• Well I’m glad we stuck the landing and get to keep you around shacasha. I definitely enjoyed it but couldn’t rate it 5 stars – Lockout is fun but it’s no cinematic masterpiece ;) (not that it’s trying to be either).

      • Hey man, that’s all i ever wanted the world to realize. *Internet ‘I gotchu’ Nod*

  3. Is it better than Columbiana? Because that was probably Besson’s weakest film to date which was a shame because from the scenario and Zoe’s acting it looked like it’d be a hit.

    • It’s more entertaining than Columbiana (though, it’s not as ambitious either) – but keep in mind that Besson did not direct this one.

  4. Yeah, what’s up with the marketing for this film?

    I was intrigued by the trailer some time ago
    and until I saw your review, Ben, I did not
    even know this film had opened today.

    Great breakdown on what to expect.
    I usually like Guy Pearce so I will
    probably catch this one too.

    • sir, you have the coolest posts on here.

      that is all.

      • Very kind of you to say, jeffro.

      • Seconded.

        • And very kind of you to say too, Ben.

  5. WHAT?!?
    Snake Plissken in space better than anticipated?

  6. i was a little sceptical with this one, but everyone’s been sayings it basically a tribute (some say rip off) to old school action which is always good fun, plus the 5min intro clip showed that there is blood and easy to follow action (no shaky cam just a couple of quick cuts here and there).

    guy pierce both sounds and looks pretty hardcore in both this and promethius, he would make an epic wesker imo.

    a shame this comes out in like 3 months for austrlian’s as it will probably be available in dvd quality online (and they wonder why movies dont make as much).

    • He would make a great wesker , but know they pick shawn roberts possibly the cheesiest actor on the planet haha , loved lockout all reviewers are ripping it apart because its a rip off or that’s its full of crap , i loved it because of it , i hate the shaky cam crap hat costs 150 million to do (hunger games) as that was the most boring movie i have watched this year !!! All hail Guy a serially underrate actor!

  7. i will hopefully be getting this on dvd. probably wont be seeing it in theaters though

  8. Another Escape From NY, but flashier and maybe not quite as corny…….

    The biggest fantasy about his premis thought….That they could actually get away with putting a station in space just for prisioners….Ya right….You’d see an old fashioned crowd with pitchforks and hoes storming Washington if someone tried to put a multi billion dollar prison into space….They practically do for any kind of scientific journey to space much less a big prison…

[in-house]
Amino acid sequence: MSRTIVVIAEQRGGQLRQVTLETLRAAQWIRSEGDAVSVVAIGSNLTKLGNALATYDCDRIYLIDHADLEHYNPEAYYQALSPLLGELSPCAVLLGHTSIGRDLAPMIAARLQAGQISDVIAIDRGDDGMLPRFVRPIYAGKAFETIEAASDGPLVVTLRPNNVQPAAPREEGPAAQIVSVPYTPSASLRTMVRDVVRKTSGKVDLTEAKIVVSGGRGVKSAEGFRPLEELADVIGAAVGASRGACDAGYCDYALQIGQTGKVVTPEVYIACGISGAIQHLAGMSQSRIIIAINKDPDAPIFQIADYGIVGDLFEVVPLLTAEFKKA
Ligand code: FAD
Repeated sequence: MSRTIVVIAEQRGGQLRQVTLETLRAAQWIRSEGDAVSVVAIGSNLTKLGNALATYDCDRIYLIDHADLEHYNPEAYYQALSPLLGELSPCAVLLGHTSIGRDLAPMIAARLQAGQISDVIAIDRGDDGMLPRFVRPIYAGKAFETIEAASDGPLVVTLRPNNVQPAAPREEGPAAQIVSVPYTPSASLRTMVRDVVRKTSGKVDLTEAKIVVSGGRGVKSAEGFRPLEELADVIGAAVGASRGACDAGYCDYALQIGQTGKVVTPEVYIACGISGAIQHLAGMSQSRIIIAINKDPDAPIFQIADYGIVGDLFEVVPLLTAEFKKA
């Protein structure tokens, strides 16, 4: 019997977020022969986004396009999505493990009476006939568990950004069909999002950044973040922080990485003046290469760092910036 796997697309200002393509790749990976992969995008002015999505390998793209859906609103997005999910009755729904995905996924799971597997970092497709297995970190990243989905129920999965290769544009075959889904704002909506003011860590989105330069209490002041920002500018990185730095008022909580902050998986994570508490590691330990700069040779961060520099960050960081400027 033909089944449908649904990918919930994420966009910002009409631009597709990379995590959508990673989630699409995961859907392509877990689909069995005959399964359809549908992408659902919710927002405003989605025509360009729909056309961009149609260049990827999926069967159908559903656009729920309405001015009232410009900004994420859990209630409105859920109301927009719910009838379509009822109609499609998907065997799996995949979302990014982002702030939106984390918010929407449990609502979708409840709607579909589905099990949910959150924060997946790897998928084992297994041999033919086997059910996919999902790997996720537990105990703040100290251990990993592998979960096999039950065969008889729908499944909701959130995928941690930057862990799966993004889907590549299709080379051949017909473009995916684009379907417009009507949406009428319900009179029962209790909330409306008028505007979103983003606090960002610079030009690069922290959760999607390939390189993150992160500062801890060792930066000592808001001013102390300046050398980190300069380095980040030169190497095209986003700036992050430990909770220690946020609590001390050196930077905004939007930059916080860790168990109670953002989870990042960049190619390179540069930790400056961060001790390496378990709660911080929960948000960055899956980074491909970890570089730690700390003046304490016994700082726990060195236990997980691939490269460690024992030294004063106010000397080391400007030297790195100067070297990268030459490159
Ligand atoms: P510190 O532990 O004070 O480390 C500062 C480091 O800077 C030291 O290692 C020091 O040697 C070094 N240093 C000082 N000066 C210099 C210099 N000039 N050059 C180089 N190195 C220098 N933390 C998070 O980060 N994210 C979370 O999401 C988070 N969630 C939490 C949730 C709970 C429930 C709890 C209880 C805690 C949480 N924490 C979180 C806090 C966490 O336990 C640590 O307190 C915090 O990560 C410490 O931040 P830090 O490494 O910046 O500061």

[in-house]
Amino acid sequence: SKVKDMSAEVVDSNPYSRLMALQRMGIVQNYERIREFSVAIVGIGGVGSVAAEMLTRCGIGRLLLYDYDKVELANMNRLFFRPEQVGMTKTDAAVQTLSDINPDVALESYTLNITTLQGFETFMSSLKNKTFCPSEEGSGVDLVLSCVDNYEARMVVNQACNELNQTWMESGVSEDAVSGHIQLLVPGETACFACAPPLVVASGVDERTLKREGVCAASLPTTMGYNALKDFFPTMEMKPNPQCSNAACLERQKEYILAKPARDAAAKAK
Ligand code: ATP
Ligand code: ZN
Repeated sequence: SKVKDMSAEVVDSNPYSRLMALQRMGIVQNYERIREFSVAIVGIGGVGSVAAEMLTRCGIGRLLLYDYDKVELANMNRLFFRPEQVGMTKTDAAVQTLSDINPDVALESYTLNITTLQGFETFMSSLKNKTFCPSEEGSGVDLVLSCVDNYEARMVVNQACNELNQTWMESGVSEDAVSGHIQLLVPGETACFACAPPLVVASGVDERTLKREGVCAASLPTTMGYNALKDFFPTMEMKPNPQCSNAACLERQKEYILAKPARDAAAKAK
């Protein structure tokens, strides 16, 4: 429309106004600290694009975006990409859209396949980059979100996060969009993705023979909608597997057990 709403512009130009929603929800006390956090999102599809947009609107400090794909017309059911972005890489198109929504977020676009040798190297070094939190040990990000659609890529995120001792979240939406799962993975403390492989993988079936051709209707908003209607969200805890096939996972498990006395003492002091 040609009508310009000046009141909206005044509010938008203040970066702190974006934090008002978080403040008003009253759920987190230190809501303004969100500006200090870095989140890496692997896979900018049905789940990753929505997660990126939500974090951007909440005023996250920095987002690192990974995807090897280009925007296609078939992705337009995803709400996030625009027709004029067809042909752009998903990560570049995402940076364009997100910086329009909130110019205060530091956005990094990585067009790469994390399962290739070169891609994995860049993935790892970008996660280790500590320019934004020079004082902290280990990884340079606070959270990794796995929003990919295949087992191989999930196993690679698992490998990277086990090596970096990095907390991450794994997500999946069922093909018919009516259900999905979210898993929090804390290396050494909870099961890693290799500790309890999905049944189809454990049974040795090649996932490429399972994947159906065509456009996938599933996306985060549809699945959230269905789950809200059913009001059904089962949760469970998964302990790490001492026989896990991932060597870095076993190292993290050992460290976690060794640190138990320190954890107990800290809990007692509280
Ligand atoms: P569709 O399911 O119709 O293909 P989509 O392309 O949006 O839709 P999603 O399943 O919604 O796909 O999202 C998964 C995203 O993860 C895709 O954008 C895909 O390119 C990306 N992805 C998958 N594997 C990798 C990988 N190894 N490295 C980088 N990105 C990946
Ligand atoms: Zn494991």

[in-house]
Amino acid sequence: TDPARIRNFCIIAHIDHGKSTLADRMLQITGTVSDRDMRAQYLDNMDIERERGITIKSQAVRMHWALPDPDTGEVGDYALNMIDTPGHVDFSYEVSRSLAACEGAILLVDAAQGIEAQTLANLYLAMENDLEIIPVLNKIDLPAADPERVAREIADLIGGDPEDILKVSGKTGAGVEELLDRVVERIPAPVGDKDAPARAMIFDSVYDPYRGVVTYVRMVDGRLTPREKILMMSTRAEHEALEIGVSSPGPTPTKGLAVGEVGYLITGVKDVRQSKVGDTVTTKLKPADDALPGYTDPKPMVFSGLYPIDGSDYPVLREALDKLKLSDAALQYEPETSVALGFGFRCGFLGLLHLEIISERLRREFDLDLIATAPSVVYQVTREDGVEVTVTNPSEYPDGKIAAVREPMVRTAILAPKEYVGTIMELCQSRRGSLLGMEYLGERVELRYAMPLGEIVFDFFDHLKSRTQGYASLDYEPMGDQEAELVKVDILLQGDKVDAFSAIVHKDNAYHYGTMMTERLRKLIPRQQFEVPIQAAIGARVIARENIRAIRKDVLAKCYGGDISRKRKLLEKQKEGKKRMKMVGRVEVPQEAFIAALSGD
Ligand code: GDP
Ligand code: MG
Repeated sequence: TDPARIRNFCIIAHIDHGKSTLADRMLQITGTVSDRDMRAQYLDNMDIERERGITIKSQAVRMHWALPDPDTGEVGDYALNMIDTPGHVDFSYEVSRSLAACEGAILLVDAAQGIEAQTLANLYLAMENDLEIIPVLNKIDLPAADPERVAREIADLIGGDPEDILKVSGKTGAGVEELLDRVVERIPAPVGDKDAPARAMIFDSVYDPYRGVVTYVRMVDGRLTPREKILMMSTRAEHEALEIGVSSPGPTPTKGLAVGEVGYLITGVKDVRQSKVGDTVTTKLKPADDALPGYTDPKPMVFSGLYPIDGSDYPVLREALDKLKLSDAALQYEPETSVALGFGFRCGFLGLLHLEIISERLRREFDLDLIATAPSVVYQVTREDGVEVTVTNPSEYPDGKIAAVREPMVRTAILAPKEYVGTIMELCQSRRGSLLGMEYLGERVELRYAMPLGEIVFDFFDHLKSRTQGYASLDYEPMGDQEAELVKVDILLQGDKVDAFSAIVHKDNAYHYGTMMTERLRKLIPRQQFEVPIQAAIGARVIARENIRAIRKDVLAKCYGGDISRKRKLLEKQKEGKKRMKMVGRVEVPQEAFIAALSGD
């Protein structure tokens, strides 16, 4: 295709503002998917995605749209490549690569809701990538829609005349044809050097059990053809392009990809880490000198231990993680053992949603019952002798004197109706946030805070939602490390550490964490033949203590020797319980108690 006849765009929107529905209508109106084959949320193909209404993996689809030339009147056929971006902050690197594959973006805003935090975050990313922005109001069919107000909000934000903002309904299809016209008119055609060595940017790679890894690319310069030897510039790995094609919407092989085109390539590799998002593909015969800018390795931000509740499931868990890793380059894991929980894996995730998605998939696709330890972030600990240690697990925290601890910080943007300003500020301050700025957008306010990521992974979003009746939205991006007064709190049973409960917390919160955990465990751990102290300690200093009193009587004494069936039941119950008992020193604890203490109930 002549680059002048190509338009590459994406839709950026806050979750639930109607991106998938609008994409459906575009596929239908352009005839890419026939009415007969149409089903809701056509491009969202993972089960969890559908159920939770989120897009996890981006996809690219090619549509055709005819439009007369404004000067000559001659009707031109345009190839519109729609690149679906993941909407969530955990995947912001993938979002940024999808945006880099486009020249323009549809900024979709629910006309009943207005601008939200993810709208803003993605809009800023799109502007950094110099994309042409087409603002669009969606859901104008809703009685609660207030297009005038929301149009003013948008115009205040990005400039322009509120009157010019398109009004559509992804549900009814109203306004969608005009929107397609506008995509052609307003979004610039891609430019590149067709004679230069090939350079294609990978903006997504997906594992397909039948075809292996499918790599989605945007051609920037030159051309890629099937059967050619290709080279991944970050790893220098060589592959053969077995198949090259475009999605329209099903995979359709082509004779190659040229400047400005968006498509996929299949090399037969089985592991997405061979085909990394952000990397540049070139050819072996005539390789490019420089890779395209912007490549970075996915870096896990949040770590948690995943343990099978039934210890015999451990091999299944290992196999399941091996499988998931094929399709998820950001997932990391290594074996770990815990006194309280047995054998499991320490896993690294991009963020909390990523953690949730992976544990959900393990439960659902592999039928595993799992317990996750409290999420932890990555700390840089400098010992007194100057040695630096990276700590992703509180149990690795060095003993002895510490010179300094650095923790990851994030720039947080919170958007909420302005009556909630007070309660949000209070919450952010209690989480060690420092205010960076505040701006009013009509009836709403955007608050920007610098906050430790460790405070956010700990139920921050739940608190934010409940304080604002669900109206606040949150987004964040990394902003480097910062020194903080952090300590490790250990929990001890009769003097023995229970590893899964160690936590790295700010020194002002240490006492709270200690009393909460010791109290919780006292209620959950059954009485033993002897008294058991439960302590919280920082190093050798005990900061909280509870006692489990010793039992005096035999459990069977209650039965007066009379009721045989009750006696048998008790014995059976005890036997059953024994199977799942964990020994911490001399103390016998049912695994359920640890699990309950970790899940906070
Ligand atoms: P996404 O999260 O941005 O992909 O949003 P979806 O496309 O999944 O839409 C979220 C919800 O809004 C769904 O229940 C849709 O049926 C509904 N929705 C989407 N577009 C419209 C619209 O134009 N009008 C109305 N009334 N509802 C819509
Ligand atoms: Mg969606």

9. Two words : “Space Prison” whoever wrote that utter rubbish needs his head caving in.

    • Really? He’s sent into a prison facility that’s orbiting earth….What would you prefer it to be called? Space lab for prisoners? It’s even referred to a a prison in space in the review so I fail to see what the huge problem with “Space Prison” is all about….

  10. I saw it today, thought it was a brilliant little sci fi actioner.

    I really enjoyed Guy Pierce and would happily sit through it again, even be up for a sequel.

    Sometimes I just want to watch stuff like this, it was fun, it did entertain what more do you need ?

  11. Went to see this with my fiancee yesterday. Read all the reviews first, which slated it completely, but just went with gut. Wasn’t dissapointed, Guy Pearce was brilliant, the two Scots prisoners were manic and hilarious. This film delivered exactly what it intended, never taking itself seriously, Snows character was superb, listing every one liner from every movie ever made and making it his own. The first five minutes set the scene. We both spend the entire movie laughing, which was the point. Go and see this, but remove you’re critical head first. I even enjoyed the dodgy cgi bike scene, I’m convinced this was intentional, to keep with the B-Movie style. More movies should be like this, after all the movie industry has several aims – aside from making money, to inform, to entertain, and this movie is designed to entertain. May go to see it again, but like another reviewer above, this one is definetly going on my Amazon list.

  12. I would give it 3 maybe 3.5 out of 5. Guy Pearce is definitely the selling point of this flick.

  13. Guy Pearce was great, the crazy guy was great; the movie…yeah, whatever….

  14. Hello guys, I just watched this movie yesterday in cinema. Unfortunately I could only get the german version which was pretty bad. That certainly destroyed some of the jokes. But it was still fun. The movie had some nice special effects and a nice dark look. The scenes in outer space looked really good in my opinion. I was just wandering why they only showed like 3 or 4 rooms of this enormous space prison. The characters make some weird decisions several times and it can’t compete with
    “Escape from New York”. Guy Pearce and Maggie Grace were nice, but it lacked a really good villain and I didn’t like the final battle a lot. But it is definitely worth a watch.

  15. The escape pod is the only way of the station…both of them escape by jumping out the station and falling to earth…really?

  16. I did not realize this film had been done on that low a budget and that is very low for a SciFi film these days. While LOCKOUT did not do great at the box office it took in 26 million Globally on a 20 milion budget and we know that its marketing budget was relatvely low therefore I’m sure this film will be in the black. When you add in post theatrical from rentals to sell-thru LOCKOUT is a scuessful film. It may not hve been the hit of the summer or even of the SPring (it did have a very crappy release date) but what it did do was prove that you can make a action flikc, a SciFi based one no less, and do it without spending a hundread million.

    As with PREDATORS 2 Summers before, LOCKOUT is another small budget flick that in many ways beat oute th bigger tentpole releases by not being a huge dissapointment. I persnally loved it and will most likely add it to my regulars list, my list of films I watch every 1-3 years.

  17. I LOVED this movie. Guy Pierce’s Snow was very cool, funny and sharp. Well done! I would love to see another adventure revolving around Snow. He’s just cool. Pierce, to me, almost looked unrecognizable as Snow. Snow was one of the coolest action Herod I’ve seen in a long time. Love to see a sequel!

  18. First watchable British action flick.

  19. Great plot 5 star.cgi earth sceens 2.5star,cgi space sceens 5 star.attention to mechanical details 3star.Charactor acting 4.5.Note:one seen leaves a tecinal question when the prisioner got the gun in the interview,what caused the explosion when shots were fired.